New Headquarters Building, Seattle
Trosifol® Diamond White delivers high, no-bleed aesthetic and functional performance at colorful new Seattle headquarters building.
Colored structural glazing applications are appearing in a growing number of innovative architectural projects, as architects and designers appreciate that aesthetics can be combined with safety and structural strength with the application of interlayers – especially those from the impressive PVB and ionoplast portfolio from Trosifol™.
Nowhere is this deployment of color more evident than in a recent application for a new office building housing a major corporation in downtown Seattle – where Trosifol® Diamond White PVB has been combined with frits of various shades to create a striking twocolor effect on glass fins that adorn the exterior façade of the building.
The thin vertical fins impart and display variations of the same company-brand color on one side and brilliant white on the other, with no bleed through, thanks to the Trosifol® Diamond White interlayer. Indeed, Trosifol® Diamond White is the only totally opaque white interlayer that eliminates the possibility of bleed through from the colored frit.
According to Michael Zizek, Marketing Director at the laminator, Vitrum Glass Group: “The architect, NBBJ, and glazier, Walters and Wolf, had an idea of what they wanted and approached Vitrum for design assistance. The challenge was producing a fin with a strong vibrant color on one side and pure white on the other side. The technical team here at Vitrum determined that a combination of ceramic frit and high-opacity white PVB was the best solution and through mock-ups and trials we found that Trosifol® Diamond White was the ideal PVB interlayer for this application. This was both Vitrum and Walters and Wolf’s first time using Trosifol® Diamond White as a separator in a color frit application. We have, however, used this interlayer to great success on its own before.”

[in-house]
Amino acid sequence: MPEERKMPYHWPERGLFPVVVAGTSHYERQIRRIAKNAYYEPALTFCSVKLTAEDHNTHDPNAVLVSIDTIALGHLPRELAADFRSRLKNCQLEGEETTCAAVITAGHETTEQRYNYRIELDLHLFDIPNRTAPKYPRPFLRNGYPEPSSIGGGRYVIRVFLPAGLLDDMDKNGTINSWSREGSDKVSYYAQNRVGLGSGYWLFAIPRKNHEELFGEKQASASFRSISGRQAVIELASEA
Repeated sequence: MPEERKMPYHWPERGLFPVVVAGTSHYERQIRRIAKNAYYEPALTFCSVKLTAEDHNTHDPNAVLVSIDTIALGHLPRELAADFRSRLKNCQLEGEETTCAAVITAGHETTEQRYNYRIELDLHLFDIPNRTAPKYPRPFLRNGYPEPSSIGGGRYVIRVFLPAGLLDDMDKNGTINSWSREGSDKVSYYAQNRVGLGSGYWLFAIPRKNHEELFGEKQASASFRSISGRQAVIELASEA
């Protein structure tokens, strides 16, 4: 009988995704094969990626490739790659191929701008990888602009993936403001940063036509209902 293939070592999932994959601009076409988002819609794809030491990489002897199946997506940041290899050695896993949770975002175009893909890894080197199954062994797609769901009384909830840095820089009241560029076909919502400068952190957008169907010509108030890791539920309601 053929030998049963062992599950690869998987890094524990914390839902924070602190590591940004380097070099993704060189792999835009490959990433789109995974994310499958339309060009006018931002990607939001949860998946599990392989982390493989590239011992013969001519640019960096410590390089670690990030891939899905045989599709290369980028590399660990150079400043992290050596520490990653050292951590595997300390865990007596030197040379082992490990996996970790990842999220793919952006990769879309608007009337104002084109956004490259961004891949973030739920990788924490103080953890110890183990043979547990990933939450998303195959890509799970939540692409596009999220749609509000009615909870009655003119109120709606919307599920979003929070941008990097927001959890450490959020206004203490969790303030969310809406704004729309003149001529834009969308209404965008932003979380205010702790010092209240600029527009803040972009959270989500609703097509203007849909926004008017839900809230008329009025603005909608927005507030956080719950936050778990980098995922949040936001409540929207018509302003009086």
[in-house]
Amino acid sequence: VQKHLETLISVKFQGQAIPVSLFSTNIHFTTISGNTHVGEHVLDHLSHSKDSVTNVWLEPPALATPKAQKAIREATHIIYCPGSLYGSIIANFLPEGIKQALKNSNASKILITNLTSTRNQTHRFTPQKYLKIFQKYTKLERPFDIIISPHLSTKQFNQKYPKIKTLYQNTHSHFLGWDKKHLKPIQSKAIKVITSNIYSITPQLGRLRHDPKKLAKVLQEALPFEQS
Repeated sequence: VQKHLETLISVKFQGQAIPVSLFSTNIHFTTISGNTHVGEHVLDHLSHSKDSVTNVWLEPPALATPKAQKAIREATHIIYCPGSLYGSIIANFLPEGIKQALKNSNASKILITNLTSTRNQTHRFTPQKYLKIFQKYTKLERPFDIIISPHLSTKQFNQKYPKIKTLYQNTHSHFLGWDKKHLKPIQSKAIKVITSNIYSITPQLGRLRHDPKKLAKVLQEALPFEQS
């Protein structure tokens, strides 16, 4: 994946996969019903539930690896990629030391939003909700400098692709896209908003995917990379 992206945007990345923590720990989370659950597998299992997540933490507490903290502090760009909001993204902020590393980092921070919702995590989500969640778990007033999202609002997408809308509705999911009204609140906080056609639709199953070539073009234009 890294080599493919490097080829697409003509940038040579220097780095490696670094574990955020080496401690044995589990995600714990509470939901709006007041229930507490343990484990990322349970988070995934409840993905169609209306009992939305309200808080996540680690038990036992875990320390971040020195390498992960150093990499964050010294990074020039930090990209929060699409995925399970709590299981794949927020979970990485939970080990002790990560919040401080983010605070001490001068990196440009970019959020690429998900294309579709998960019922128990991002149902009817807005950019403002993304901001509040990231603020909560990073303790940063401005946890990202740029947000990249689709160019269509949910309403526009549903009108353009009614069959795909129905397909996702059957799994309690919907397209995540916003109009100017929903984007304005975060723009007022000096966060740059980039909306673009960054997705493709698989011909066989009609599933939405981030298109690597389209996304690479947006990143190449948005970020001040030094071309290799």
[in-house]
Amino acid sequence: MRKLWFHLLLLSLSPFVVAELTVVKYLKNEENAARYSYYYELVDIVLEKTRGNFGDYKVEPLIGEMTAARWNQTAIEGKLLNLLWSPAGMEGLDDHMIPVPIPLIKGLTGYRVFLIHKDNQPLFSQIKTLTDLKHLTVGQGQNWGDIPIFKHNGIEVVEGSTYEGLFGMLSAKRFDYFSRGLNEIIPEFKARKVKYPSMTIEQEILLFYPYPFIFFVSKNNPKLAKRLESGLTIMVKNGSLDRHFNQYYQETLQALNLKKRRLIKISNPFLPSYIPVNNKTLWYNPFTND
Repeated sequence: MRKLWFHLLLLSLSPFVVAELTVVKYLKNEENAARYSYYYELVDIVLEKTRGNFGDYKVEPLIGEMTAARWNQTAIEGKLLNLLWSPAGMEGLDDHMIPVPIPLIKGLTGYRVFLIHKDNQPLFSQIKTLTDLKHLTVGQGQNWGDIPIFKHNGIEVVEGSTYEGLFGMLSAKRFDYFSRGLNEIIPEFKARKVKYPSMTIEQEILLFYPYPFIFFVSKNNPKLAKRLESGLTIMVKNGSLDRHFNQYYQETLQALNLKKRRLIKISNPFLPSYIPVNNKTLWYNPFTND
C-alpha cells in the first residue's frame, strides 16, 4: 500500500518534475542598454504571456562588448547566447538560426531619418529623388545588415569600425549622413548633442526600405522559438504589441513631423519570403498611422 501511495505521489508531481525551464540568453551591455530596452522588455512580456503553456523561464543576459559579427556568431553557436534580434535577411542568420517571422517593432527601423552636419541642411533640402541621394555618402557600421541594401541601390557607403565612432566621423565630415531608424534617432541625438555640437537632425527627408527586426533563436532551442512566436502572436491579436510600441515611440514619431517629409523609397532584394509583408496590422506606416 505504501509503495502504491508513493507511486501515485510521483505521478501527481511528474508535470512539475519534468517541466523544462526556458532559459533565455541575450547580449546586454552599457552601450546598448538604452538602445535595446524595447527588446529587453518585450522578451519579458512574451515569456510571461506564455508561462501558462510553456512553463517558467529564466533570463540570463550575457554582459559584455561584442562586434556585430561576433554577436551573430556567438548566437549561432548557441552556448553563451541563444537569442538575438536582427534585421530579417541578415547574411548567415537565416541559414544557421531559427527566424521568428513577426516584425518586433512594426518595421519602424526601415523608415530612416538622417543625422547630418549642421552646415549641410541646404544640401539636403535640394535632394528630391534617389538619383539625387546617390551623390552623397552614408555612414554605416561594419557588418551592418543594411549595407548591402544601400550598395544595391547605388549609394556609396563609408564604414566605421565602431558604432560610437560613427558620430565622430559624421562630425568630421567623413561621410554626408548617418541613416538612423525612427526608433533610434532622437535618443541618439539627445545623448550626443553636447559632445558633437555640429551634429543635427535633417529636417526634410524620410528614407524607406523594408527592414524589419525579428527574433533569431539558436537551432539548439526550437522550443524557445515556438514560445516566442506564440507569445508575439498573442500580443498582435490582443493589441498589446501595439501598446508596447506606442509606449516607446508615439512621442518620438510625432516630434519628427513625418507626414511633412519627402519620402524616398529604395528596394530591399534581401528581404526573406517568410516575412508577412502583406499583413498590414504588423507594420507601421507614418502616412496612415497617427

Dale Alberda, Principal/Architect at NBBJ, explains: “The fins not only add color and dimensional relief, but also help control the amount of direct sunlight on the building skin. The idea to use two colors came very early in the design process and was driven by the desire to create a dynamic and changing building façade. We used computer modelling, among other tools, to compose the fin pattern, while optimising and preserving views from the interior. We have also used interlayers before, in overhead canopy glass.”
The 1,000 fins, covering approximately 10,000 ft2 (930 m2), were produced in four sizes, 12 in (30 cm) x 87 in (221 cm), 8 in (20.3 cm) x 87 in, 12 in x 63 in (160 cm) and 8 in x 63 in. They were made up of two 6 mm (0.23 in) heat-strengthened Starphire Velour Etch glass panes on the external surfaces, with a laminate in between, comprising 0.030 in (0.76 mm) Trosifol® UltraClear PVB, 0.030 in Trosifol® Diamond White PVB and a ceramic frit, which was either ‘Curry’, ‘Forceful Orange’, ‘Nasturtium’ or ‘Golden Rod’.